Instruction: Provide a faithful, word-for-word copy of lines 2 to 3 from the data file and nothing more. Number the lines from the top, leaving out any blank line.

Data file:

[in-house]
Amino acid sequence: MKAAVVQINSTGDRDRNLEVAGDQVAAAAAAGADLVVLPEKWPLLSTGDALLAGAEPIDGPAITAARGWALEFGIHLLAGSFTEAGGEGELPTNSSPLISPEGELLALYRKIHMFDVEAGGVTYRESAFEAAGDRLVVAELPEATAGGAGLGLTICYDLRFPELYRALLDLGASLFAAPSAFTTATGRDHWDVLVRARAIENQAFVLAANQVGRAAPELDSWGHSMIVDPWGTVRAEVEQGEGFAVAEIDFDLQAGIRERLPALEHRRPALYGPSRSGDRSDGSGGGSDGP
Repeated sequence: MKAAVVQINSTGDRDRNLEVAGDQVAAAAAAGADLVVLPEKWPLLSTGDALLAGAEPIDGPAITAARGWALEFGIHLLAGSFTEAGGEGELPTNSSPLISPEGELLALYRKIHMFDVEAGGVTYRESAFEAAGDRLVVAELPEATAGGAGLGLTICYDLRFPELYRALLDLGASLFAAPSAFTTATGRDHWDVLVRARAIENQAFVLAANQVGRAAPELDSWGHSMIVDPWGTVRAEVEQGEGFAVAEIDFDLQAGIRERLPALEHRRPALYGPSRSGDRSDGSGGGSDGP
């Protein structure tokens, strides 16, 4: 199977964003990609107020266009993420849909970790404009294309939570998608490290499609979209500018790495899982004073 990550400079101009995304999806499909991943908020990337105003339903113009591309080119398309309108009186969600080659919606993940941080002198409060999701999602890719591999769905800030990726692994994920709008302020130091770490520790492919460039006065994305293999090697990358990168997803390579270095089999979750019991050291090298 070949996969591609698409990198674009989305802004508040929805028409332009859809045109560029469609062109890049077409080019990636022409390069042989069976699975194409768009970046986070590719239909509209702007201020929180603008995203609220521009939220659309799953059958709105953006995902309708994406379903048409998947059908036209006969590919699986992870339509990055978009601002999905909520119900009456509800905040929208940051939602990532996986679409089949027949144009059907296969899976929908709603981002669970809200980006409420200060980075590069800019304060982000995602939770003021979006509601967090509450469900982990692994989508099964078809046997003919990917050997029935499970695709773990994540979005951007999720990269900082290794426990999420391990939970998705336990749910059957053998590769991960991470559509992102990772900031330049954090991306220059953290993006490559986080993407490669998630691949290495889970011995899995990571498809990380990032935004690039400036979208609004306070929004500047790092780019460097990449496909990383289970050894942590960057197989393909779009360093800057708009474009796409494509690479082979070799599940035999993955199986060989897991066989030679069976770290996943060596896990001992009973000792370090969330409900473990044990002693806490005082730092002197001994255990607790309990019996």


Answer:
Amino acid sequence: MKAAVVQINSTGDRDRNLEVAGDQVAAAAAAGADLVVLPEKWPLLSTGDALLAGAEPIDGPAITAARGWALEFGIHLLAGSFTEAGGEGELPTNSSPLISPEGELLALYRKIHMFDVEAGGVTYRESAFEAAGDRLVVAELPEATAGGAGLGLTICYDLRFPELYRALLDLGASLFAAPSAFTTATGRDHWDVLVRARAIENQAFVLAANQVGRAAPELDSWGHSMIVDPWGTVRAEVEQGEGFAVAEIDFDLQAGIRERLPALEHRRPALYGPSRSGDRSDGSGGGSDGP
Repeated sequence: MKAAVVQINSTGDRDRNLEVAGDQVAAAAAAGADLVVLPEKWPLLSTGDALLAGAEPIDGPAITAARGWALEFGIHLLAGSFTEAGGEGELPTNSSPLISPEGELLALYRKIHMFDVEAGGVTYRESAFEAAGDRLVVAELPEATAGGAGLGLTICYDLRFPELYRALLDLGASLFAAPSAFTTATGRDHWDVLVRARAIENQAFVLAANQVGRAAPELDSWGHSMIVDPWGTVRAEVEQGEGFAVAEIDFDLQAGIRERLPALEHRRPALYGPSRSGDRSDGSGGGSDGP